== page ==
When you GET
%s query is encrypted? Or just the response?
If it is not, why should Google serve it's public content also with encryption?
The entire request is encrypted, including the URL, and even the command (
GET). The only thing an intervening party such as a proxy server can glean is the destination address and port.
Note, however, that the Client Hello packet of a TLS handshake can advertise the fully qualified domain name in plaintext via the SNI extension (thanks @hafichuk), which is used by all modern mainstream browsers, though some only on newer OSes.
EDIT: (Since this just got me a "Good Answer" badge, I guess I should answer the entire question…)
The entire response is also encrypted; proxies cannot intercept any part of it.
Google serves searches and other content over https because not all of it is public, and you might also want to hide some of the public content from a MITM. In any event, it's best to let Google answer for themselves.
The URL itself is encrypted, so the parameters in the query string do not travel in plain across the wire.
However, keep in mind that URLs including the GET data are often logged by the webserver, whereas POST data seldom is. So if you're planning to do something like
/login/?username=john&password=doe, then don't; use a POST instead.
HTTPS Establishes an underlying SSL conenction before any HTTP data is transferred. This ensures that all URL data (with the exception of hostname, which is used to establish the connection) is carried solely within this encrypted connection and is protected from man-in-the-middle attacks in the same way that any HTTPS data is.
The above is a part of a VERY comprehensive answer from Google Answers located here:
The portion of the URL after the host name is sent securely.
For example, https://somewhere.com/index.php?NAME=FIELD
/index.php?NAME=FIELD part is encrypted. The
somewhere.com is not.
Everything is encrypted, but you need to remember, that your query will stay in server's logs and will be accessible to various log analysers etc (which is usually not the case with POST request).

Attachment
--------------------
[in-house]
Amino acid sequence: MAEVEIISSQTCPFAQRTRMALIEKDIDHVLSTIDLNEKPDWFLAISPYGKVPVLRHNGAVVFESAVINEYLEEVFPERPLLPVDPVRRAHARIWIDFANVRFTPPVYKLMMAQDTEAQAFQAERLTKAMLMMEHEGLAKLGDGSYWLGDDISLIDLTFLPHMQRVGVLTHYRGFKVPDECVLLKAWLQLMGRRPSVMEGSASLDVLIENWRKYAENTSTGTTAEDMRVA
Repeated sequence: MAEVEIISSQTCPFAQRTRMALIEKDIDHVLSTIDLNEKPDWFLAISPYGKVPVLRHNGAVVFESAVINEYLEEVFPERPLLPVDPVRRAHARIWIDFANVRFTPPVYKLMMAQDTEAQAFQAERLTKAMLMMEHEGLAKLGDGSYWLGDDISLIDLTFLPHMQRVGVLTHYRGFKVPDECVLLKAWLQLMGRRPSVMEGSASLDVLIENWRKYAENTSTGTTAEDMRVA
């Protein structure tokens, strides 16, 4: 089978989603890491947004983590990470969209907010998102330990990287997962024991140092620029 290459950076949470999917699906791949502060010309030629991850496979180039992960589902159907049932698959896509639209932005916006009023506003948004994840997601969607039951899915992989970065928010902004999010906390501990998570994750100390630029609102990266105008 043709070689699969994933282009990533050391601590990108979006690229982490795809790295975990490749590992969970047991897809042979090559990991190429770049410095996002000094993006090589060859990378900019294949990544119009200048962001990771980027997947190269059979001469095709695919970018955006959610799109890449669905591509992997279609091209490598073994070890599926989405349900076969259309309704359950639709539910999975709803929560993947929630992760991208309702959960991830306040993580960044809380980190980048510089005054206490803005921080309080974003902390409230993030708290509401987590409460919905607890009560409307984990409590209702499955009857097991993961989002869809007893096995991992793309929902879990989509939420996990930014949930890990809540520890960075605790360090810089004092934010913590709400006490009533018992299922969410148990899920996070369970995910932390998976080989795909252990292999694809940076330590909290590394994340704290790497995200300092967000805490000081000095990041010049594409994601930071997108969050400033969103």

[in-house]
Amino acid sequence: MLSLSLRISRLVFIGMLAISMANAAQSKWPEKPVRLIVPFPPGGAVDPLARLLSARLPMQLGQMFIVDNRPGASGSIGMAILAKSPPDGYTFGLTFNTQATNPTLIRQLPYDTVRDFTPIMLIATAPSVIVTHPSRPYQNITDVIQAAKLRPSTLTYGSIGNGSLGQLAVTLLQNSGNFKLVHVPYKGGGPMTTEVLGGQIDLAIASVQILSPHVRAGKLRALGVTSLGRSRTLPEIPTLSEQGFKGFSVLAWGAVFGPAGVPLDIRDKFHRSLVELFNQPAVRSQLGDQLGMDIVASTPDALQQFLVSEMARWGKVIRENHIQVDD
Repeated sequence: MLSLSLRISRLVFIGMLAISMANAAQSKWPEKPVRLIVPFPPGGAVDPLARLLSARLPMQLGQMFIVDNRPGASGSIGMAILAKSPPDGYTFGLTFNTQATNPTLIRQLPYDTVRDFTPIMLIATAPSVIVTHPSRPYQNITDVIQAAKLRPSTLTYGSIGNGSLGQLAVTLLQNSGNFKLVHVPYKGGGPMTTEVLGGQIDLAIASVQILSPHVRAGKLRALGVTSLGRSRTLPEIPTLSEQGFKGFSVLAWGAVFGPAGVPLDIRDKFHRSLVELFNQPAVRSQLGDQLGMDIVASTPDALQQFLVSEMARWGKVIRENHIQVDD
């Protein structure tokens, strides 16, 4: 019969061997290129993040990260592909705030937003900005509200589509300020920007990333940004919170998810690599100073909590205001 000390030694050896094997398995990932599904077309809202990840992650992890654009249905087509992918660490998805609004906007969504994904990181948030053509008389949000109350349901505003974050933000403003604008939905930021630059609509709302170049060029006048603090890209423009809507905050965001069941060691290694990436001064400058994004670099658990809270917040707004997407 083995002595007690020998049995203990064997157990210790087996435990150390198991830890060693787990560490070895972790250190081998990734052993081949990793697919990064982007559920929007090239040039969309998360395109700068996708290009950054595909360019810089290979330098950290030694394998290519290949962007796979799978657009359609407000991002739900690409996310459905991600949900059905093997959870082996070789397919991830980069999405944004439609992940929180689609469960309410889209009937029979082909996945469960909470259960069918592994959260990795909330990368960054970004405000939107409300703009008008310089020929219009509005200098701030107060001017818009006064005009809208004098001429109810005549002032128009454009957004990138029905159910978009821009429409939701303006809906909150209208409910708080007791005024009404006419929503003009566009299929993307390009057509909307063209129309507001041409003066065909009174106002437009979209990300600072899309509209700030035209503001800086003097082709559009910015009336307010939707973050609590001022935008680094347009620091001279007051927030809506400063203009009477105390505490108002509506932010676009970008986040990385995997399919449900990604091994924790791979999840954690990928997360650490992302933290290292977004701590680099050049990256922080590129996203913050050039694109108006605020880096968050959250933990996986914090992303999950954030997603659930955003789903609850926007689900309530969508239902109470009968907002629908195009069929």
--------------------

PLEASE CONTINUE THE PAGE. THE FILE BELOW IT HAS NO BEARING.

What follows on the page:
The connection gets encrypted before the request is transmitted. So yes, the request is encrypted as well, including the query string.
The SSL takes place before the header parsing, this means:
Client creates Request Request gets encrypted Encrypted request gets transmitted to the Server Server decrypts the Request Request gets parsed
A Request looks something like this (can't remember the exact syntax, but this should be close enough):
GET /search?q=qwerty HTTP/1.1 Host: www.google.de
This is also why having different SSL Certificates for several hosts on the same IP are problematic, the requested Hostname is not known until decryption.
Yes, it is secure. SSL encrypts everything.
Excerpt from POST request:
POST /foo HTTP/1.1 ... some other headers
Excerpt from GET request:
GET /foo?a=b HTTP/1.1 ... some other headers
In both cases whatever is sent on the socket is encrypted. The fact that the client sees parameters in his browser during a GET request doesn't mean that a man in the middle would see the same.
I just connected via HTTPS to a website and passed a bunch of GET parameters. I then used wireshark to sniff the network. Using HTTP, the URL is sent unencrypted, which means I can easily see all the GET parameters in the URL. Using HTTPS, everything is encrypted and I can't even see which packet is the GET command, let alone its contents!
The GET request is encrypted when using HTTPS - in fact this is why secured websites need to have a unique IP address - there's no way to get the intended hostname (or virtual directory) from the request until after it's been decrypted.